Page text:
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Author Topic: Worst Superman Stories?  (Read 24730 times)
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RedSunOfKrypton
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« Reply #16 on: August 29, 2005, 07:17:28 PM »

I actually have that Superman/Spectre comic you mentioned CK, and I'm like the anti-Byrne...but it was a dollar, and I was bored, so I guess that's not so bad. :lol:
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"...and as the fledgeling Man of Steel looks for the first time over the skyline of this city, this, Metropolis, he utters the syllables with which history is made and legends are forged: This, looks like a job...for Superman."
JulianPerez
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« Reply #17 on: August 29, 2005, 07:59:25 PM »

Quote from: "ShinDangaioh"
Osamu Tezuka is an extreme example that disproves the idea that artists can't write. One does not have a museum put up in one's honor for being mediocre.  


Oh, absolutely - Tezuka was a genius. Allow me to list a few other artists that can write: Scott McCloud, Paul Chadwick (author of CONCRETE) and Walt Simonson, whose THOR run was the most mindblowing since Kirby left (though Tom DeFalco's later use of the Tomorrow Man and the Thor Corps were equally interesting).

However, the reason they are so extraordinary as to be worthy of mention is that artists that write well are rare. And even the writers mentioned as good examples of artist/writers have never done work as good as when they were paired up with someone else. Sure, I like KAMANDI too, but it wasn't as mind-blowing and fun and written as smartly as FANTASTIC FOUR. Jack Kirby's art, without a writer to tell him what to draw, got lazier and more simplified; artists draw things that are easy to draw. George Perez's WONDER WOMAN was forgettable and imagination-free, removing most of the little elements that made Wonder Woman charming and changing her into a second-rate, inferior female Superman (why was so wrong with gliding and the robot plane, Georgey?). It was easily inferior to the work George Perez did with Kurt Busiek in JLA/AVENGERS and AVENGERS. But here's the thing: Perez's Wonder Woman didn't totally blow. The thing about dancing bears is, it's not that they can dance well, but that they can do it at all. And George Perez does deserve some credit for the fact that he was AWARE of his inadequacies and very wisely asked for a plotter (Busiek) to work with, when he was offered the sole position of writer/artist, something the arrogant and childish John Byrne has never been able to bring himself to do.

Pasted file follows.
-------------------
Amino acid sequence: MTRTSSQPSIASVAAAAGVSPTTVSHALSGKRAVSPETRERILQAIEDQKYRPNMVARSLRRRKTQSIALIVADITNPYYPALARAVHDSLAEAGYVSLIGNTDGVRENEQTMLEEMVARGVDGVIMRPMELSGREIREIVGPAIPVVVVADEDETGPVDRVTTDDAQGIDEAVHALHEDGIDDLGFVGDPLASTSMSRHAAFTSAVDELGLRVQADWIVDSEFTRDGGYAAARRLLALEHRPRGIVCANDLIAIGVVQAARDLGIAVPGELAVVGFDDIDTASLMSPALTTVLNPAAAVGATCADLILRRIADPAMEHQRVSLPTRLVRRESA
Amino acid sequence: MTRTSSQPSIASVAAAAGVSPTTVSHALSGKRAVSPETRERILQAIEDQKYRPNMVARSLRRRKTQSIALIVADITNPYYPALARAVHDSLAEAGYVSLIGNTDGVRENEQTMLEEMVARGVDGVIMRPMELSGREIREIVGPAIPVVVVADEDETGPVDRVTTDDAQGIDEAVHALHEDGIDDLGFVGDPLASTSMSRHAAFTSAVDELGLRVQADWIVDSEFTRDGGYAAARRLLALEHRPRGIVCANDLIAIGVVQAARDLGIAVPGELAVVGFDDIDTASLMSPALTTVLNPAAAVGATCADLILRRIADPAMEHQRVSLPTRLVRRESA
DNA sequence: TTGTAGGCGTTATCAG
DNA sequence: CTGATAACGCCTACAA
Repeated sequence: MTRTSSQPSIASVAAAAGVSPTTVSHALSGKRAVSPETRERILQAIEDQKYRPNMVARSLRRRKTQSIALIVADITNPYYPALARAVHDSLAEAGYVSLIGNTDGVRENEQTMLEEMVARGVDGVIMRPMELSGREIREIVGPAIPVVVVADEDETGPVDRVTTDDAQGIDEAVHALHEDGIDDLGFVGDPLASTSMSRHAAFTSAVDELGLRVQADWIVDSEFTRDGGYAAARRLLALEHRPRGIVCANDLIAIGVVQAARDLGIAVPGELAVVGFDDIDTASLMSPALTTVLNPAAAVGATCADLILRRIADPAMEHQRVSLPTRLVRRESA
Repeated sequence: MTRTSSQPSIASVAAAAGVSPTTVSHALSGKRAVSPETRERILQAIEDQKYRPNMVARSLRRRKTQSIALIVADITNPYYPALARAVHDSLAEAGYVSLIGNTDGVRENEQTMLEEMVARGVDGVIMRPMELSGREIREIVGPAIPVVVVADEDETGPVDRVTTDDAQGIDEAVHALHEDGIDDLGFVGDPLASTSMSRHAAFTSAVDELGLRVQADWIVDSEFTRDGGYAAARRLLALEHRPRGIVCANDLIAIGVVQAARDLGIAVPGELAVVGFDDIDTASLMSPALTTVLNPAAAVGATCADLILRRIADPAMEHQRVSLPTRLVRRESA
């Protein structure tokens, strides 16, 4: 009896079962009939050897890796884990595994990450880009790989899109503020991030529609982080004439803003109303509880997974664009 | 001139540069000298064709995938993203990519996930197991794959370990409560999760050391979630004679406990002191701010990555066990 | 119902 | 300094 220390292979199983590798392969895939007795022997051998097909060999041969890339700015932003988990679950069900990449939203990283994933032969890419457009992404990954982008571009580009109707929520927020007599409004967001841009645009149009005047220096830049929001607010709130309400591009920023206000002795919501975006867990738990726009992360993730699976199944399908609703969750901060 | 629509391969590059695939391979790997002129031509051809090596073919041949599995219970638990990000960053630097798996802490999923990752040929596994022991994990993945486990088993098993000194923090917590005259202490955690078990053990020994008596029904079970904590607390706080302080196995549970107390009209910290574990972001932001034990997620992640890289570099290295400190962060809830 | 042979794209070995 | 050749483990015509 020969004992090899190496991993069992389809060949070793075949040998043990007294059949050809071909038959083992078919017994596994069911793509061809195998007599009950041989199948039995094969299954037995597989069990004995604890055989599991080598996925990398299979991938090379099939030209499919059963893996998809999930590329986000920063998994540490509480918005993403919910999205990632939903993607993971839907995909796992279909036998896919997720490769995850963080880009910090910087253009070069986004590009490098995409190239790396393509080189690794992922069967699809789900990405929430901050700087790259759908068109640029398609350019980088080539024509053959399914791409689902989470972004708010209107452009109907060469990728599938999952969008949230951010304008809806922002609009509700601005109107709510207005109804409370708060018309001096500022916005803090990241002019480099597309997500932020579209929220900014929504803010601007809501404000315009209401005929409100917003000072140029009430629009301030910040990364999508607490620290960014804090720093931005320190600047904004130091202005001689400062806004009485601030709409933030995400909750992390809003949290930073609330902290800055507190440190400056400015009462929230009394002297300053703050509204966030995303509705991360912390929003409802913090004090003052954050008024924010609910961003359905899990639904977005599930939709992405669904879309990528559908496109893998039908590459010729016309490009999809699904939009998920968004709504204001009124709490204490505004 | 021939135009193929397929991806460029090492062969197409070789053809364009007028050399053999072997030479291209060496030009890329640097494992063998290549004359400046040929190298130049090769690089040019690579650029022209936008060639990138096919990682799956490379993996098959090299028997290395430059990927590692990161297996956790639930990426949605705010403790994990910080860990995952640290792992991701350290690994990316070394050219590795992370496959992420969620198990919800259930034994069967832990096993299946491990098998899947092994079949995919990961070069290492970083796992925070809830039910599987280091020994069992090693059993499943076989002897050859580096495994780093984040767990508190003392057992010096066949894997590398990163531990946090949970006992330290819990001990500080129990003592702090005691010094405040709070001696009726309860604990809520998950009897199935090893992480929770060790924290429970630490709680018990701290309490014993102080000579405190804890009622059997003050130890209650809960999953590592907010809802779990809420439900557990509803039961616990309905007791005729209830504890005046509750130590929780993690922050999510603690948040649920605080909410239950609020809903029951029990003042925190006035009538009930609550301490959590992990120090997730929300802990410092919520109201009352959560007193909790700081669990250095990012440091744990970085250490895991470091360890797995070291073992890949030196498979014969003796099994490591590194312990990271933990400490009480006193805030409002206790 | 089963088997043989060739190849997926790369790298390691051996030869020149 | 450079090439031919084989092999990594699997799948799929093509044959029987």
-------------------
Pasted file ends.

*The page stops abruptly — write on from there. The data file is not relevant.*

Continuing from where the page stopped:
And for every Jack Cole or Tezuka, there are a thousand artists that use the prestige of their artwork as leverage to manipulate others into giving them a job they are not qualified to do. Byrne, McFarlane, Mike Grell, Keith Giffen, Dan Jurgens, Chuck Austen, Howard Chaykin, Rob Liefeld, Erik Larsen (sorry, Erik, we've all gotten tired of your one-trick-pony): my God, it reads like a WHO'S WHO list of the mediocre. In fact, it's no coincidence that the period from the 1980s to the mid-1990s that had writer-artist singularities dominate comics, with writers viewed as unecessary to the creative process, were possibly the the deepest nadir that comics in their entire history ever experienced, and it is all entirely to blame on the arrogant presumption that someone good at art may also be good at a totally different field. Many cite problems with the manipulative gimmicry with the 1990s (variant covers, et.al.); comics have always been dependent on good-natured hucksterism, this wasn't the problem. The real problem with writer/artists is that the reason they were so common was because writing well, plotting, and characterization were skills that were no longer valued.